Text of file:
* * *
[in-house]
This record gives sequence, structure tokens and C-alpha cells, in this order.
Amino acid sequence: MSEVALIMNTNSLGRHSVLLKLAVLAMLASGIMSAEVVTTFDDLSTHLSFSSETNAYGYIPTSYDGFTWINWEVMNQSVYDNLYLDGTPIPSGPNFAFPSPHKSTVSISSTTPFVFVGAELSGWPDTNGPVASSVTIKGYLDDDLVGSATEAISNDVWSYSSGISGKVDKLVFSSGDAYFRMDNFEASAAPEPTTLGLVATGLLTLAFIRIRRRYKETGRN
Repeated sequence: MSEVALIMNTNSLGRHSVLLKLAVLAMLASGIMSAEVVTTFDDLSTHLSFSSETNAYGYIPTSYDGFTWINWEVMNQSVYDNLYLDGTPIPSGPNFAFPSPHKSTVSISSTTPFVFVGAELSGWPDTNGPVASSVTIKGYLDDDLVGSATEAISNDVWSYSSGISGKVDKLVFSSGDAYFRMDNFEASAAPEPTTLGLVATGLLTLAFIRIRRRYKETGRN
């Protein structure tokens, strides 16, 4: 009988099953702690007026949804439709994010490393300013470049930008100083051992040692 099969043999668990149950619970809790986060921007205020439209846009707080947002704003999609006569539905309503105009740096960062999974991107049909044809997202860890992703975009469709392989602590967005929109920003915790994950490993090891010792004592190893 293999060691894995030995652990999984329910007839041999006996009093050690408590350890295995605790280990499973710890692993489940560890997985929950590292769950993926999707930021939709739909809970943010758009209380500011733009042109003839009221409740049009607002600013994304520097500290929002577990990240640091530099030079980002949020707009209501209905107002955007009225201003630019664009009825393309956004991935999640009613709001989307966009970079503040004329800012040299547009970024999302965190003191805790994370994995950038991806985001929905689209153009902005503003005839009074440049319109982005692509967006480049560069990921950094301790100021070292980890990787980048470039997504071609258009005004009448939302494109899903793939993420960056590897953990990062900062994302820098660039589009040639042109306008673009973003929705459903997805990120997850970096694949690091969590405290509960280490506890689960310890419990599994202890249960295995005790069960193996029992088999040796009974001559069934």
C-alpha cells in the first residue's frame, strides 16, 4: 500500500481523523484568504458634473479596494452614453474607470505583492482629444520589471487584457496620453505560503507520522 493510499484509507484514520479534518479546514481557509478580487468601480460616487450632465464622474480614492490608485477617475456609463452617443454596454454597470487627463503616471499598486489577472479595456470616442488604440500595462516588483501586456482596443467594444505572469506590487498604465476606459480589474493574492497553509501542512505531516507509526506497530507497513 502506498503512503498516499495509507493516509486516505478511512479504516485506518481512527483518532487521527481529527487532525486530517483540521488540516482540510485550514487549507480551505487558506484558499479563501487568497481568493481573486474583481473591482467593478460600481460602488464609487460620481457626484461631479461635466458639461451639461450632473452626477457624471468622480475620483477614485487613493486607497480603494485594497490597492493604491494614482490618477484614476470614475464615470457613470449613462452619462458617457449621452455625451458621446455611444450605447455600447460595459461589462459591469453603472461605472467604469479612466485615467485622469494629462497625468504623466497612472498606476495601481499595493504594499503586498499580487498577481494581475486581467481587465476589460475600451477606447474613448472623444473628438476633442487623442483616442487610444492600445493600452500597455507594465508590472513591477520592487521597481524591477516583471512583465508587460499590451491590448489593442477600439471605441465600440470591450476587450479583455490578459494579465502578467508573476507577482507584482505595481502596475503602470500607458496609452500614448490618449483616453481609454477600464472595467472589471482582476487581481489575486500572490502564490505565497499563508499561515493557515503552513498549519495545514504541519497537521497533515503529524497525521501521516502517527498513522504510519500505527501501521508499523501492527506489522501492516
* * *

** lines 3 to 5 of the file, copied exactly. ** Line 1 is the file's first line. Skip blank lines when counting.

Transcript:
Amino acid sequence: MSEVALIMNTNSLGRHSVLLKLAVLAMLASGIMSAEVVTTFDDLSTHLSFSSETNAYGYIPTSYDGFTWINWEVMNQSVYDNLYLDGTPIPSGPNFAFPSPHKSTVSISSTTPFVFVGAELSGWPDTNGPVASSVTIKGYLDDDLVGSATEAISNDVWSYSSGISGKVDKLVFSSGDAYFRMDNFEASAAPEPTTLGLVATGLLTLAFIRIRRRYKETGRN
Repeated sequence: MSEVALIMNTNSLGRHSVLLKLAVLAMLASGIMSAEVVTTFDDLSTHLSFSSETNAYGYIPTSYDGFTWINWEVMNQSVYDNLYLDGTPIPSGPNFAFPSPHKSTVSISSTTPFVFVGAELSGWPDTNGPVASSVTIKGYLDDDLVGSATEAISNDVWSYSSGISGKVDKLVFSSGDAYFRMDNFEASAAPEPTTLGLVATGLLTLAFIRIRRRYKETGRN
């Protein structure tokens, strides 16, 4: 009988099953702690007026949804439709994010490393300013470049930008100083051992040692 099969043999668990149950619970809790986060921007205020439209846009707080947002704003999609006569539905309503105009740096960062999974991107049909044809997202860890992703975009469709392989602590967005929109920003915790994950490993090891010792004592190893 293999060691894995030995652990999984329910007839041999006996009093050690408590350890295995605790280990499973710890692993489940560890997985929950590292769950993926999707930021939709739909809970943010758009209380500011733009042109003839009221409740049009607002600013994304520097500290929002577990990240640091530099030079980002949020707009209501209905107002955007009225201003630019664009009825393309956004991935999640009613709001989307966009970079503040004329800012040299547009970024999302965190003191805790994370994995950038991806985001929905689209153009902005503003005839009074440049319109982005692509967006480049560069990921950094301790100021070292980890990787980048470039997504071609258009005004009448939302494109899903793939993420960056590897953990990062900062994302820098660039589009040639042109306008673009973003929705459903997805990120997850970096694949690091969590405290509960280490506890689960310890419990599994202890249960295995005790069960193996029992088999040796009974001559069934």